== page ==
Below I have shared my response to the application form’s request for an application essay.

The request:

  • Vision of how a national organization should function.
  • Interest and expertise in the challenges facing independent schools, commitment to the strategic priorities identified by the board, and a proclivity towards helping NAIS identify creative solutions to those challenges, especially in the arenas of trusteeship, law, higher ed, global education, technology, sustainability; curricular research and design, and finance.
  • Commitment to championing the values of NAIS: independence, interdependence, inclusivity, innovation.

The National Association of Independent Schools should always hold serving the interests of students, present and future, as its ultimate goal: they not only deserve the best we can offer them, but our nation and our planet require this of us.

NAIS should hold up the highest ideals and standards for our schools, insisting that they become ever more serious about their educational ambitions and intended learning outcomes and how they measure and demonstrate this progress.  At the same time, the national organization should continue to challenge our schools to innovate, experiment, and diversify: our schools can be more flexible than most, but often aren’t.  We should seize our opportunity to pioneer new strategies and share the results for the enhanced learning of all school-children. (more…)

Our Director of Technology, Andrei Henriksan, and I co-wrote and distributed the following message as an email (not a paper memo) to all St. Gregory employees.
Hello Everyone:
As you may have heard at the meeting this morning, we are really pleased to see that we have considerably reduced paper usage in the copiers in the past several years.
You can see the progress as follows:

2009 = 610,643 or 50,887 per month

2010 = 488,625 or 40,719 per month (down 19%)

2011 = 197,733 or 32,955 per month (down 19%)

This 19%, or 1,681 lbs, savings represents:

  • 14 trees
  • 13.7 barrels of oil
  • 5883.5 gallons of water
  • 50 lbs of air pollution prevented from being released
  • 2.8 cubic yards of landfill space
  • 3,446 kWh of electricity. That’s enough to power the average home for 118 days

On a school year basis, the numbers look like this:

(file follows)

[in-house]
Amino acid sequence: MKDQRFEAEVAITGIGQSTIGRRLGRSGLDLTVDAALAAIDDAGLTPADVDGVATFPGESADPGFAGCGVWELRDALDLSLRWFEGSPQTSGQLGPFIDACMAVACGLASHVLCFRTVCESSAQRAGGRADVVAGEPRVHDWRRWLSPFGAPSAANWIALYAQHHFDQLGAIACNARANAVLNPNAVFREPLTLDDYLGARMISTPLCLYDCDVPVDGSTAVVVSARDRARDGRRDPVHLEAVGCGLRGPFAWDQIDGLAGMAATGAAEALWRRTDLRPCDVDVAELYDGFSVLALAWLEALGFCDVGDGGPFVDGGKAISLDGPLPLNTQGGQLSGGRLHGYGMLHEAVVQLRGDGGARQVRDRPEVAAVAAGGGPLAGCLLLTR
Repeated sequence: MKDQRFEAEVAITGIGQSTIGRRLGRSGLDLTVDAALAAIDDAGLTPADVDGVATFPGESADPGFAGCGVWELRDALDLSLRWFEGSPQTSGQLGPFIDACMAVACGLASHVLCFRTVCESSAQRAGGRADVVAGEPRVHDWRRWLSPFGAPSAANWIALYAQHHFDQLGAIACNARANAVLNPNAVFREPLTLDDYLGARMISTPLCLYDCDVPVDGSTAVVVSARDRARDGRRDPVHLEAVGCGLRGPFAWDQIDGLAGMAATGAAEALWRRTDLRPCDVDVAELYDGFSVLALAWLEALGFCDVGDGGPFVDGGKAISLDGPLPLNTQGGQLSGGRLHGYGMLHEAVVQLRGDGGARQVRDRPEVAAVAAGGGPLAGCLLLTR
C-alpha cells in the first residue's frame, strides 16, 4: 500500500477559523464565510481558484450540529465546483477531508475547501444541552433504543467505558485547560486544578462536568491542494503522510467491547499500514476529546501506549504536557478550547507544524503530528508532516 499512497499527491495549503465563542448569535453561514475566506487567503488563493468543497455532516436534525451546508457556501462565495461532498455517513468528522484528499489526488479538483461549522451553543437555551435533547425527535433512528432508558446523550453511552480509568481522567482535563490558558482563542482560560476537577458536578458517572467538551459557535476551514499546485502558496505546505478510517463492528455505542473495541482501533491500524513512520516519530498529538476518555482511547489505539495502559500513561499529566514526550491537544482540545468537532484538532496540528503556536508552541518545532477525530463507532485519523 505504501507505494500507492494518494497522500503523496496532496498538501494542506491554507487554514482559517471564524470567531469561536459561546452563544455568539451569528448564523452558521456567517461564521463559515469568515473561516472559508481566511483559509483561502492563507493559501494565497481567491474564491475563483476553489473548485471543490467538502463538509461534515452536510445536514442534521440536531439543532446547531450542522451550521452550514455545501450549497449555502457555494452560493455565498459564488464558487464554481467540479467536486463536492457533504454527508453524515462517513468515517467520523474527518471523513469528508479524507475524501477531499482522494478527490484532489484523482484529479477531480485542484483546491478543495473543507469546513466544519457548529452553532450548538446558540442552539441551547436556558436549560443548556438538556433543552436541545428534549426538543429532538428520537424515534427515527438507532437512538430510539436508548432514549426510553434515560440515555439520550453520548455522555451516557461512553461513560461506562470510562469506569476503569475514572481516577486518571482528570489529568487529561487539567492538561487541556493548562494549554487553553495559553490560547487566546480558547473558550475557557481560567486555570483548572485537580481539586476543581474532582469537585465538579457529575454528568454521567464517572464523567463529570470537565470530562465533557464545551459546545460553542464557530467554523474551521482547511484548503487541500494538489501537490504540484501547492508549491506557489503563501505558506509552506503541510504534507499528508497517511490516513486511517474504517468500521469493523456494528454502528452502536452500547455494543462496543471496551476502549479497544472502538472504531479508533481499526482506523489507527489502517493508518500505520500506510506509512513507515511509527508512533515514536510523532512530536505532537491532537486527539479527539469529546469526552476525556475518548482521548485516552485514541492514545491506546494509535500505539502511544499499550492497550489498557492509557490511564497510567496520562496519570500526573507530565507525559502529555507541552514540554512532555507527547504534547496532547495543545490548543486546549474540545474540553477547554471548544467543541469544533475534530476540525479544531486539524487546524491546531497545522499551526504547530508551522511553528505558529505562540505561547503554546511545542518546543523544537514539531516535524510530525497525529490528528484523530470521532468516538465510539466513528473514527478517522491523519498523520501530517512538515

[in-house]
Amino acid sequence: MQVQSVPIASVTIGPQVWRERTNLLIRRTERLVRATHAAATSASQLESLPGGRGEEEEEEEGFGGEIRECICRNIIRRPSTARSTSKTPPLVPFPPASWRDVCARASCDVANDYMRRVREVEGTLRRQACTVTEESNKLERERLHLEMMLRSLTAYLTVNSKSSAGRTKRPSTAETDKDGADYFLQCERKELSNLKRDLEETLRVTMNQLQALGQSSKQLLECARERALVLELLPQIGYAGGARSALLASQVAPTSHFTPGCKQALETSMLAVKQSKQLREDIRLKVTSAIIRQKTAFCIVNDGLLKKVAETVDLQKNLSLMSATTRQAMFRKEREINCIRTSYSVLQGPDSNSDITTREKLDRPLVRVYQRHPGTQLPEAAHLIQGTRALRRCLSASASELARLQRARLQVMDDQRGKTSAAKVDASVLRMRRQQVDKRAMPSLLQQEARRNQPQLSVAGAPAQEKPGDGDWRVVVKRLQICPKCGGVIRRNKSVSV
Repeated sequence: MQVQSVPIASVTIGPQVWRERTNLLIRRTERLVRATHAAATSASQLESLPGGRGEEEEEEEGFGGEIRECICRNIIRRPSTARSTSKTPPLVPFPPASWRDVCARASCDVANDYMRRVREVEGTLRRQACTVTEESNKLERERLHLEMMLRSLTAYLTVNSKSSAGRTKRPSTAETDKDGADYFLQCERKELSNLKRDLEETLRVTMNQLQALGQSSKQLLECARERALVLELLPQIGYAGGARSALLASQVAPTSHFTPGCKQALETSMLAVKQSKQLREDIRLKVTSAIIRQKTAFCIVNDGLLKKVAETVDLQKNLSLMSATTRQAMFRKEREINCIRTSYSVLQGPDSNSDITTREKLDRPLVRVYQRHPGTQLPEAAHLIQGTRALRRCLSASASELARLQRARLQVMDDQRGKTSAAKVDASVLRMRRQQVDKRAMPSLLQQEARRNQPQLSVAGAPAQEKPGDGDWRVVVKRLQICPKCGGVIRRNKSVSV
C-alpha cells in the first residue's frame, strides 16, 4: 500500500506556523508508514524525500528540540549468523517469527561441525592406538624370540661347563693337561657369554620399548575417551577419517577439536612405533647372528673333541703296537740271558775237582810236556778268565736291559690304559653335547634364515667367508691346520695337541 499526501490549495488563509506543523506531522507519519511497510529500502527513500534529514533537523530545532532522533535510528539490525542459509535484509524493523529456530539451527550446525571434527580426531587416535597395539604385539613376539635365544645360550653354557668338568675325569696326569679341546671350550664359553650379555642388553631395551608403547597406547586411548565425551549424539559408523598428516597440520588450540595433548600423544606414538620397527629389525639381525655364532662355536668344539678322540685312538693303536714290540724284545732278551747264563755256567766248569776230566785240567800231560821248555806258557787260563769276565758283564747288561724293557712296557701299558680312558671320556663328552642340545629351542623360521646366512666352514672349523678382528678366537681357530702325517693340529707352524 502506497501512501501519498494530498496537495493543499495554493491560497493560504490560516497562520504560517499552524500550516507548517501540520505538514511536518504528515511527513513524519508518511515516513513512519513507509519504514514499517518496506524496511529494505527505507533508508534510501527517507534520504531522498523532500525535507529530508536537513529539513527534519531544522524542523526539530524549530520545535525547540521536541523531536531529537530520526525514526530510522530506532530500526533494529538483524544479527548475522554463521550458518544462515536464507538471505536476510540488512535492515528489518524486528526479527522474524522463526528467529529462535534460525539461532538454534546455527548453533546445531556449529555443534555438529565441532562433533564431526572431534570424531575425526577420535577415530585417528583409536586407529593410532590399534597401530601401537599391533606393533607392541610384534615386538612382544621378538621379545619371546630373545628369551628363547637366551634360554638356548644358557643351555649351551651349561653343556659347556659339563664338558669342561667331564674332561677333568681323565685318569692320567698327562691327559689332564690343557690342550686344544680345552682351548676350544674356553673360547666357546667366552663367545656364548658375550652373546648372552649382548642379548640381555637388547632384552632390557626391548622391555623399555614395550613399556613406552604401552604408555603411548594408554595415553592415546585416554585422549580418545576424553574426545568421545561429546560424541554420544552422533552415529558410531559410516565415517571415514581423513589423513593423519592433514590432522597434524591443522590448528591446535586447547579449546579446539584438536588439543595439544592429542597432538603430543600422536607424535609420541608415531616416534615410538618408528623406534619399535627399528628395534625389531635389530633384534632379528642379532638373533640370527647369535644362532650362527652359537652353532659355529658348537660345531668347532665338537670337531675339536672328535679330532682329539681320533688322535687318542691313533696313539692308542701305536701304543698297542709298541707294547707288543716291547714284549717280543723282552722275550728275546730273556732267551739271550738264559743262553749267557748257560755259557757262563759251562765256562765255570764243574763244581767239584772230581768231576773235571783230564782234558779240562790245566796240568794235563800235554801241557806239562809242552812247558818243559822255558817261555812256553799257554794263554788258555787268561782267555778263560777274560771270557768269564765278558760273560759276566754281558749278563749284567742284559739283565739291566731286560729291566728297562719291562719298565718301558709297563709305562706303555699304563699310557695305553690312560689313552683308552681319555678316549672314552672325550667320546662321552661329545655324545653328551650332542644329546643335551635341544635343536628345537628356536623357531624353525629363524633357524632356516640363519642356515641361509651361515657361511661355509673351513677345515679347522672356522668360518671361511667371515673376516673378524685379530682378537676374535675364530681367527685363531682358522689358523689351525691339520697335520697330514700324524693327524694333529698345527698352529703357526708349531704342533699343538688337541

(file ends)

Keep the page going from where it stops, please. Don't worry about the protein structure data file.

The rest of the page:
2009-10= 534048, or 44,504 per month

2010-11=442487, or 36,873 per month (down 17%).

As you can see by looking at the 2011 rate to date, our paper reduction rate improved considerably over the course of last school year, 2010-11.

We very much hope, intend and expect that student and teacher use of laptops and netbooks, and google apps, schoology, and other “cloud” applications can assist us in moving ever closer to a nearly, though probably never entirely, paperless school environment.   This is great for the environment, and it saves money too.  It is also increasingly the way careers and colleges will work in the future, and it is useful preparation for our students (and ourselves).

To help celebrate and perpetuate this great progress (!) in paper reduction, we are introducing the St. Gregory Paper Use Challenge!

In December, and again in May, we will award the 2 teachers who have the lowest rates of paper usage, and the 2 teachers who reduce their paper usage the most from the previous calendar period, with a $25 gift card to the store of your choice.

Mini-tips for paper reduction:

  • Create, edit, communicate and store documents electronically.
  • Distribute assignments, homework, and other class handouts from your classroom site.
  • Convert printed materials in to digital handouts by scanning to PDF.  (THIS IS A GREAT WAY TO GO!)
  • Adjust your document margins: Using smaller margins means you can fit more on the page.
  • find more resources and suggestions here:
Do you have a suggestion?  Take a moment to share a suggestion by using the comment box below, or emailing me at or Andrei at